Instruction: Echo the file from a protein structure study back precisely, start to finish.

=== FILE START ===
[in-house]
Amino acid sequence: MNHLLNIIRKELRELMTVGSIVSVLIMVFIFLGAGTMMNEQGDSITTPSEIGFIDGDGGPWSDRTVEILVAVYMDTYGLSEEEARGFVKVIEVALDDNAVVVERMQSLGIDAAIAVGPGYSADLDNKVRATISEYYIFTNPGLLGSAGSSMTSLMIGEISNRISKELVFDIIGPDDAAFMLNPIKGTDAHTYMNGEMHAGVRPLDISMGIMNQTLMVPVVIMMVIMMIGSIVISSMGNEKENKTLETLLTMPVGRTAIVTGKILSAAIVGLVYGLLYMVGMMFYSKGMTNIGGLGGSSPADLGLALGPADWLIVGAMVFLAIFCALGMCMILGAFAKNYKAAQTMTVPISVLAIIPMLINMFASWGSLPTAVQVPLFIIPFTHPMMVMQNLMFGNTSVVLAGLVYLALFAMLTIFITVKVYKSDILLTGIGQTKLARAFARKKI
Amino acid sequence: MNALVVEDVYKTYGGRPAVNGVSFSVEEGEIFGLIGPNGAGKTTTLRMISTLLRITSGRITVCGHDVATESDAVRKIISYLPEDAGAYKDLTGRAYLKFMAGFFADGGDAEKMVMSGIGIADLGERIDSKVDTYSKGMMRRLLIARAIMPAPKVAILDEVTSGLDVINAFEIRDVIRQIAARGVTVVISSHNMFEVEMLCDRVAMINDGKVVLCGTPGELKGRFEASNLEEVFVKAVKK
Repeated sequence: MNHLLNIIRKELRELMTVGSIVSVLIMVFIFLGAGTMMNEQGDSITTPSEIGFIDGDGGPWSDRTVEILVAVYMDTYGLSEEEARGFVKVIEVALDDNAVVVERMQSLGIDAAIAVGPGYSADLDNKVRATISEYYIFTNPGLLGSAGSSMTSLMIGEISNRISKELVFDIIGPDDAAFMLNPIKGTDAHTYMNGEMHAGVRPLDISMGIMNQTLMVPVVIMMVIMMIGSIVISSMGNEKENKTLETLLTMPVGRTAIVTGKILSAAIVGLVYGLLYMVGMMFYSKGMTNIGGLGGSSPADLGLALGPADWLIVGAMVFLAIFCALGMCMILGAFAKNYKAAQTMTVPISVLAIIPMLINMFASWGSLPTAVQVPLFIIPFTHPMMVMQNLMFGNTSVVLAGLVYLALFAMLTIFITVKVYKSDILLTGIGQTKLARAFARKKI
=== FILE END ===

[in-house]
Amino acid sequence: MNHLLNIIRKELRELMTVGSIVSVLIMVFIFLGAGTMMNEQGDSITTPSEIGFIDGDGGPWSDRTVEILVAVYMDTYGLSEEEARGFVKVIEVALDDNAVVVERMQSLGIDAAIAVGPGYSADLDNKVRATISEYYIFTNPGLLGSAGSSMTSLMIGEISNRISKELVFDIIGPDDAAFMLNPIKGTDAHTYMNGEMHAGVRPLDISMGIMNQTLMVPVVIMMVIMMIGSIVISSMGNEKENKTLETLLTMPVGRTAIVTGKILSAAIVGLVYGLLYMVGMMFYSKGMTNIGGLGGSSPADLGLALGPADWLIVGAMVFLAIFCALGMCMILGAFAKNYKAAQTMTVPISVLAIIPMLINMFASWGSLPTAVQVPLFIIPFTHPMMVMQNLMFGNTSVVLAGLVYLALFAMLTIFITVKVYKSDILLTGIGQTKLARAFARKKI
Amino acid sequence: MNALVVEDVYKTYGGRPAVNGVSFSVEEGEIFGLIGPNGAGKTTTLRMISTLLRITSGRITVCGHDVATESDAVRKIISYLPEDAGAYKDLTGRAYLKFMAGFFADGGDAEKMVMSGIGIADLGERIDSKVDTYSKGMMRRLLIARAIMPAPKVAILDEVTSGLDVINAFEIRDVIRQIAARGVTVVISSHNMFEVEMLCDRVAMINDGKVVLCGTPGELKGRFEASNLEEVFVKAVKK
Repeated sequence: MNHLLNIIRKELRELMTVGSIVSVLIMVFIFLGAGTMMNEQGDSITTPSEIGFIDGDGGPWSDRTVEILVAVYMDTYGLSEEEARGFVKVIEVALDDNAVVVERMQSLGIDAAIAVGPGYSADLDNKVRATISEYYIFTNPGLLGSAGSSMTSLMIGEISNRISKELVFDIIGPDDAAFMLNPIKGTDAHTYMNGEMHAGVRPLDISMGIMNQTLMVPVVIMMVIMMIGSIVISSMGNEKENKTLETLLTMPVGRTAIVTGKILSAAIVGLVYGLLYMVGMMFYSKGMTNIGGLGGSSPADLGLALGPADWLIVGAMVFLAIFCALGMCMILGAFAKNYKAAQTMTVPISVLAIIPMLINMFASWGSLPTAVQVPLFIIPFTHPMMVMQNLMFGNTSVVLAGLVYLALFAMLTIFITVKVYKSDILLTGIGQTKLARAFARKKI